Seems to increase the bug splatters on the campers front face if towing at night vs. the bugs being sucked down into the truck bed and hitting the inside of the tailgate without it.
Cost- They're not cheap.


I find it easier to put my tailgate down and get to stuff by either climbing in bed or reaching from the side rails of the truck than I did opening the back or side windows and pulling things through a window. Faster to pack/unpack a truck bed without it than with it. So for me, the negatives of having to tie things down with a couple ratchet straps was far outweighed by ease of loading/unloading. I pack things i'm worried about getting wet in plastic water tight tubs usually (for camping). And I have not had any issues with theft although I try to park where I can see my truck if we are stopping along a route to eat for example. So at this point, I lean against a cap for my personal situation.
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Old 03-01-2019, 03:38 PM   #17
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At first I thought you were asking about those 'wing' looking things that you can strap to the top of your truck to deflect wind over the trailer/5er nose. They are supposed to reduce the smashed bug count on your trailer nose and though they claim increased mileage, my research of the review said most all agreed that any mileage gains were very small if noticeable at all. For me the positives were that they aren't heavy to move around and I think they look cool.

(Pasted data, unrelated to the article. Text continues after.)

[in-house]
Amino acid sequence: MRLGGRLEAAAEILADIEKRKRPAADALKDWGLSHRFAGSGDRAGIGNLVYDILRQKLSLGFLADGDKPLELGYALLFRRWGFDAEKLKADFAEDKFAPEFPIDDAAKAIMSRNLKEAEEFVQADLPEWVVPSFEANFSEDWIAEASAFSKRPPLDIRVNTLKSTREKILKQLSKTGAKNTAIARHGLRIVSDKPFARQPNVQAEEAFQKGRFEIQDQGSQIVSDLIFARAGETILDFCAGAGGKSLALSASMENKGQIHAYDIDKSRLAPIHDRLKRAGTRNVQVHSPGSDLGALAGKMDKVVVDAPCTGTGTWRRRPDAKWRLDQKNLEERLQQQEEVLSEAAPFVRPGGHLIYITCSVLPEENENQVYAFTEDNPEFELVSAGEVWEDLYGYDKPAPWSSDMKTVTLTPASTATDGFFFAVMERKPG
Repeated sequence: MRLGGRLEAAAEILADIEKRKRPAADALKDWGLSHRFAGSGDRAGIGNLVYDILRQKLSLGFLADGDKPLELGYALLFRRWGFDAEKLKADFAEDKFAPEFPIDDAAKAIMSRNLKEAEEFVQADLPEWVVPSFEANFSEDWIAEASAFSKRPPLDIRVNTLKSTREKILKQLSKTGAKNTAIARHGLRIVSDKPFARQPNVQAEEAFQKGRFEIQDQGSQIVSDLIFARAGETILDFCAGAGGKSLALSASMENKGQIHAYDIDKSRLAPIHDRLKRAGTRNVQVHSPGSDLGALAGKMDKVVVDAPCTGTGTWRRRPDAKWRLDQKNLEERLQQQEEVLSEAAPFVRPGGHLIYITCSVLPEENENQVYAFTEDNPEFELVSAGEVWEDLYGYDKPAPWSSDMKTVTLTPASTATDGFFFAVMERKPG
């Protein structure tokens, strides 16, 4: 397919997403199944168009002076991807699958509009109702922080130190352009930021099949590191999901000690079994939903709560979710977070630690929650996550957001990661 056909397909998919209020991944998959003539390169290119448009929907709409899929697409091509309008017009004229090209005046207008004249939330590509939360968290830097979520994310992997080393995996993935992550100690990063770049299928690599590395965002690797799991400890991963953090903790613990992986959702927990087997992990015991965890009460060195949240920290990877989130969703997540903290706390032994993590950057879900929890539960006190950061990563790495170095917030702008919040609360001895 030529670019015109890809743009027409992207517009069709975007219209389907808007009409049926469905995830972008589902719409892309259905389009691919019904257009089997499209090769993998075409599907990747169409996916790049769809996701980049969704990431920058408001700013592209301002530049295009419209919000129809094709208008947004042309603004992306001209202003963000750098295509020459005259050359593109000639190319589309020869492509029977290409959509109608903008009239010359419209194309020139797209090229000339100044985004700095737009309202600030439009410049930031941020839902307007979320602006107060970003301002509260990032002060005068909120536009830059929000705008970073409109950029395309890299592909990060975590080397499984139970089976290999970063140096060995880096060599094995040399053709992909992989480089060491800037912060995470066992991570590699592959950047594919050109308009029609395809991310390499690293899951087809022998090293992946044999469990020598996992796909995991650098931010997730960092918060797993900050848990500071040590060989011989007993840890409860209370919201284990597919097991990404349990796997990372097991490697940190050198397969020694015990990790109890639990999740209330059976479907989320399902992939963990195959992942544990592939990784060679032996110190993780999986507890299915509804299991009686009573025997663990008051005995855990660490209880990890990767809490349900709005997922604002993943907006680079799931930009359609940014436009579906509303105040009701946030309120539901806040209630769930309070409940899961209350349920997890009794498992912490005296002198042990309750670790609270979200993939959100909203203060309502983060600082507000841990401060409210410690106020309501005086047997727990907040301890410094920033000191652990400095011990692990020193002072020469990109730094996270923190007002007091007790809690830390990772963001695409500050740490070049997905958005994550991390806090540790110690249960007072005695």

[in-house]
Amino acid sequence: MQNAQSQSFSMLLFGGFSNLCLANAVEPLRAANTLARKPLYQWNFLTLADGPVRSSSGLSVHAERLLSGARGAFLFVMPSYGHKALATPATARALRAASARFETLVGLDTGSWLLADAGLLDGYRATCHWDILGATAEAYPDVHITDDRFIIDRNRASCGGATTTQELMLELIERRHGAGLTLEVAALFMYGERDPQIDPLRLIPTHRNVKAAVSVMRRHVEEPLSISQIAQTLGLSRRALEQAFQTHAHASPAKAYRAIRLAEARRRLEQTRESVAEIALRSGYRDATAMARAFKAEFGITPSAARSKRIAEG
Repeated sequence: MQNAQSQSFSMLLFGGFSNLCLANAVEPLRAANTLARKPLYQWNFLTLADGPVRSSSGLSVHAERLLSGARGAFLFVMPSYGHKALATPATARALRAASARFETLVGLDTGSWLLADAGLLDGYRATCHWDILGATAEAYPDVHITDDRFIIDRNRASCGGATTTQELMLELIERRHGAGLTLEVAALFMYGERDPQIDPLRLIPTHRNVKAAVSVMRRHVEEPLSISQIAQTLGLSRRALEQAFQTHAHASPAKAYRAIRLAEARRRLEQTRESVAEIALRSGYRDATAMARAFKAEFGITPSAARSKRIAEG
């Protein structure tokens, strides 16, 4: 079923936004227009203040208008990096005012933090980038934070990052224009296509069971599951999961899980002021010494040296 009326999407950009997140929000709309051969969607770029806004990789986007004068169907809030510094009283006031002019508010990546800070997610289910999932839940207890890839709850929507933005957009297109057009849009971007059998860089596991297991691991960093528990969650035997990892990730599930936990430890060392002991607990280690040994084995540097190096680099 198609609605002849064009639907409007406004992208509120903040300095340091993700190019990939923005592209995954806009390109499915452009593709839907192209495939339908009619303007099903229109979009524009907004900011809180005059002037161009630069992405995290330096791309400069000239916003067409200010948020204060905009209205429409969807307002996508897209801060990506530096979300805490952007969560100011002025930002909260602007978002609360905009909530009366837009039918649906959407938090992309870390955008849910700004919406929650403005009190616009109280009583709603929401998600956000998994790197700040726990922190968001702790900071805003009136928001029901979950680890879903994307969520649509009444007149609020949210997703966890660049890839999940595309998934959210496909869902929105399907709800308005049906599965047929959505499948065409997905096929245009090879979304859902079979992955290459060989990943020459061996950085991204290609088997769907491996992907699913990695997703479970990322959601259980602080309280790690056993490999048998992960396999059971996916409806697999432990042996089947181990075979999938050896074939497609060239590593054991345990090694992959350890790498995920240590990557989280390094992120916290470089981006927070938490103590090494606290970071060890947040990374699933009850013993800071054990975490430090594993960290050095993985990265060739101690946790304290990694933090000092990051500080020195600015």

The prime reason I wouldn't and didn't go for one is N.O.I.S.E! Diesel trucks are noisy enough as it is, the number one complaint I read in the reviews was that they add significant cabin noise. The wife and I like quiet time and country music. So no wing for us.
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Old 03-01-2019, 03:43 PM   #18
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A Cap + Airtabs (vortex generators) may show some difference in MPG.
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Old 03-01-2019, 03:57 PM   #19
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I put a cap on my Sierra 2500HD a couple of years in; no discernible difference in fuel economy. However, I do enjoy having all of the enclosed storage space, much like an SUV. I would not go back.



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Thatís the best use of a topper. If you notice that a semi the airfoil is right next to the trailer. Besides the rear of a camper has just as much drag. Plus who drives as many miles as a commercial driver.
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Old 03-01-2019, 04:40 PM   #20
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We put a cab high canopy on our long bed. Seems the weight (premium fiberglass with two full length windows, one which was contractor's style) caused us to lose a mpg or so when towing 30' TT and about half one when not. Unless traveling with the fur kids, it spends more time under cover on the storage rack than on the TV now.